If only it were as easy as reaching into Masato’s head and crushing his mind, leaving him a brain-dead husk. Tetsuya had done it before, and would likely do it again someday - just not today. It wasn’t the horror and revulsion for himself that accompanied the act that stayed his hand - he had his ways of coping with the aftermath, and he’d simply accepted that that was the price he had to pay. No, the reason was simpler - he just couldn’t. A thrall received some degree of mental protection in addition to physical enhancement, a warding against psychic interference. Tetsuya suspected it had to do with the vampire’s claim over the thrall, guarding them against all influences besides their own, but speculation on the exact nature of this protection was academic at this point. There was no choice but to do things the hard way, and it looked like Masato was going to make it very hard indeed.
In that moment, Tetsuya was ten dozen hands, drawing steel, loading silver, orchestrating a storm of gunfire with Masato at its centre. This wasn’t Tetsuya’s first encounter with a thrall - he knew dodging a bullet was well within Masato’s capabilities, with the kinetic vision and lightning reflexes that vampire blood granted. The challenge was to ensure that he had nowhere to dodge - every angle had to be covered, each possible avenue of escape cut off before he had the chance to take it.
In his state of heightened awareness, Tetsuya mapped Masato’s trajectory, carefully watching how he set his feet as he ducked and wove between slugs. The bastard was as slippery as he was tenacious, often shifting out of the line of fire by a matter of millimeters, but perfectly willing to take a grazing hit if it gave him the chance to take down a gunman. Tetsuya was careful not to lose any men to friendly fire, but even so Masato was tearing his ranks to shreds. He felt his bones break, his viscera rip, a thousand flavors of agony washing over him as his men fell, each of them an extension of his will, each death burning a hole in his head. Biting back the screams that threatened to spill from his throat, he forced himself to step back, making space between himself and Masato.
“Do you enjoy this, Ikeda? Changing one leash for another, ready to go fetch whenever your master bids you?” Tetsuya called, his voice sounding thick and distorted to himself from within his trance of accelerated cognition.
Masato paused almost imperceptibly before continuing his pursuit, lashing out with a brutal backhand that sent a man’s jaw flying. The movement was pointedly casual, like swatting an insect from the air, as he replied coolly. “Oyabun. I served your house, as my father did, and his father before him. Without question, without hesitation - such is the pride of the Ikeda name. When the blade you’ve forged and sharpened comes seeking your throat, who do you have to blame but yourself?”
Tetsuya tasted bile. “You sicken me. So self-righteous, so wrapped up in being your master’s blade that you neglect to consider who you’re cutting, who you’re hurting. So eager to serve that you abdicate all responsibility and blind yourself to the truth of your actions. You’re proud of what your father’s done? Fuck you.”
“No.” Masato eyed him intensely, his expression growing disturbed. “You’re not the oyabun. He would never let his men die for him like this, and he’d certainly never say anything like that. What have you done, impostor!?”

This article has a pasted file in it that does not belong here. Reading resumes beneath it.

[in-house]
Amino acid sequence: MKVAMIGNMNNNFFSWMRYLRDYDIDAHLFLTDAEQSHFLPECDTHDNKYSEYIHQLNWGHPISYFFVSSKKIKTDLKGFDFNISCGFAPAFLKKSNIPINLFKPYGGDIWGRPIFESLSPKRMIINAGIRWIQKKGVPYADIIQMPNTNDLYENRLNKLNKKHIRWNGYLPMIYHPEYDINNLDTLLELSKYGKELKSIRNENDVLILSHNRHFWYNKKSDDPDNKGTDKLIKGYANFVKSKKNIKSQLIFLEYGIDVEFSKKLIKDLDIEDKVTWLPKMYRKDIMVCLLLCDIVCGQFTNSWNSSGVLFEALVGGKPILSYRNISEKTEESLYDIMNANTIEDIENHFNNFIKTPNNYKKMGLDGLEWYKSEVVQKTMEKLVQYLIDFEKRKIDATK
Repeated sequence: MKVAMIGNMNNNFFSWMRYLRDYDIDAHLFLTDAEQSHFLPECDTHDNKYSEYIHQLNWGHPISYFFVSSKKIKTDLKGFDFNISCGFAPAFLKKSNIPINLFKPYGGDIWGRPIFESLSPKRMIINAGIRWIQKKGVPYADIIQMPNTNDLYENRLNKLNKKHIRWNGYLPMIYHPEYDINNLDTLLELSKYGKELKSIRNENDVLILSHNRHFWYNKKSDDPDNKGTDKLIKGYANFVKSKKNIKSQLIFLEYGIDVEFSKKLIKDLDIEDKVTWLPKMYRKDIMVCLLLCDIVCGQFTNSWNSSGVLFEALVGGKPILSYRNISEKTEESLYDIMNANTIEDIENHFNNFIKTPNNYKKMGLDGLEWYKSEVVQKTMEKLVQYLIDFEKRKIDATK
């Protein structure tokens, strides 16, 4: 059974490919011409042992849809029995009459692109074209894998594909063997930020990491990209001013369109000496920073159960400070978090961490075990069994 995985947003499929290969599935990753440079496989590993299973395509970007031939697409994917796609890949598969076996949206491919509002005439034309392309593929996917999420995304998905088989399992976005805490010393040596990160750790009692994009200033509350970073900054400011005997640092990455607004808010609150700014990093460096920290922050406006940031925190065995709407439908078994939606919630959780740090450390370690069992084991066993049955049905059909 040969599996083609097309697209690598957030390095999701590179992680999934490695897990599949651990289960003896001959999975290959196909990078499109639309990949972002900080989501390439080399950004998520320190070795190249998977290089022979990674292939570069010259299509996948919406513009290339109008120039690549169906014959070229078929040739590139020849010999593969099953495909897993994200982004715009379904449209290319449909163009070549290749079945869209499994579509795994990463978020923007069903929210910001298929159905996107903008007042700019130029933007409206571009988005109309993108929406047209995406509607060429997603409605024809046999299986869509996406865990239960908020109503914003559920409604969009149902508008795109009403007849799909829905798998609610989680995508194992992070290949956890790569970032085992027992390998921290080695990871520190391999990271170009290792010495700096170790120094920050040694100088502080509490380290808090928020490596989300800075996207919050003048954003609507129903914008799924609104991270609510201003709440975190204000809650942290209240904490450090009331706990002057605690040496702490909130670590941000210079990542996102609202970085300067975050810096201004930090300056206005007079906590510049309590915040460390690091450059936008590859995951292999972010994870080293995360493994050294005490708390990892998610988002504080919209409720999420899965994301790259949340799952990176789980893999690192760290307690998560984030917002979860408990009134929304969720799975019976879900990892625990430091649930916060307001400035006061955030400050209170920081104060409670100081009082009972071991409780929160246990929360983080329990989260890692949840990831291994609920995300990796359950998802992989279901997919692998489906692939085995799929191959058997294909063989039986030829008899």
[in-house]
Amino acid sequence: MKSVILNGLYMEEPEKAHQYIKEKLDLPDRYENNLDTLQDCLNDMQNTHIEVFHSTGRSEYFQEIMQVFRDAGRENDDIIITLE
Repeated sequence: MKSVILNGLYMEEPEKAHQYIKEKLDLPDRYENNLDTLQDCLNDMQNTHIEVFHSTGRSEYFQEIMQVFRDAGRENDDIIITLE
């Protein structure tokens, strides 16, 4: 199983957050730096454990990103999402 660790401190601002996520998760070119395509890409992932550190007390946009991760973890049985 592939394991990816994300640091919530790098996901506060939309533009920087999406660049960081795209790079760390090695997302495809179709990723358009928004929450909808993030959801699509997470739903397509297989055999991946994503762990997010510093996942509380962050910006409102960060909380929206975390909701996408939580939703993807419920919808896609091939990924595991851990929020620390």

The game was up. As realization dawned in Masato’s eyes, Tetsuya was already firing, fanning the hammer of his revolver - no time to sight, no point taking aim at this range. He was rewarded with a roar of pain as one shot hit true, taking Masato high in the chest - two grazed his arm and neck, whilst the last three went wide. He really wasn’t much of a shooter - he could practically feel Ryou radiating disapproval all the way from here. Nonetheless, a chest wound like that from the custom .44 Special rounds he was firing would have taken a regular person out of the fight - these were hollowpoints with a perforated silver ball in the tip, designed to fragment upon impact and create multiple wound channels in the target, not to mention the stopping power of the expanding slug itself. Against a vampire or even a thrall, however, only the silver really mattered, and Tetsuya could tell that he hadn’t hit close enough to centre mass. The silver fragments had overpenetrated instead of lodging in Masato as he’d hoped they would - he stumbled backwards but stayed on his feet, though his face was a rictus of pain. Damn. A cleaner shot would have finished him - as it was, Masato could shrug off the impact of the slug and keep on coming.
Before Masato could recover, Tetsuya dropped to one knee and yanked on the leg of a nearby table, the bracers around his left arm thrumming with energy, giving him enough power to yank the heavy wooden table on its side so that it shielded him. He sent a mental command to the men to cover him - without him concentrating on them, they lacked enough autonomy to act on their own, so for the past few seconds they’d just been standing around. Stupid - he should have capitalized on Masato’s distraction while he’d had the chance. Too late to regret it now. While part of his mind focused on keeping Masato suppressed, his hands worked automatically, spilling spent shells out of the cylinders, reloading from his own gunbelt.
“Who are you!? What have you done with the oyabun!?” The hoarse rasp of Masato’s voice rang out over the gunfire, his demands punctuated with gristly snaps and cracks as he cut his way towards Tetsuya.
The oyabun was fine, just knocked out in the private suite of an Azabu nightclub, along with several call girls who’d claim he’d arrived at around four a.m. Tetsuya had planted the right memories in all of them, and any confusion could be attributed to the bottles they’d remember Junichi generously opening that night. He’d even procured the proper empties as befitting a man of Junichi’s stature - a Yamazaki and a Hakushu.
As to Masato’s other question…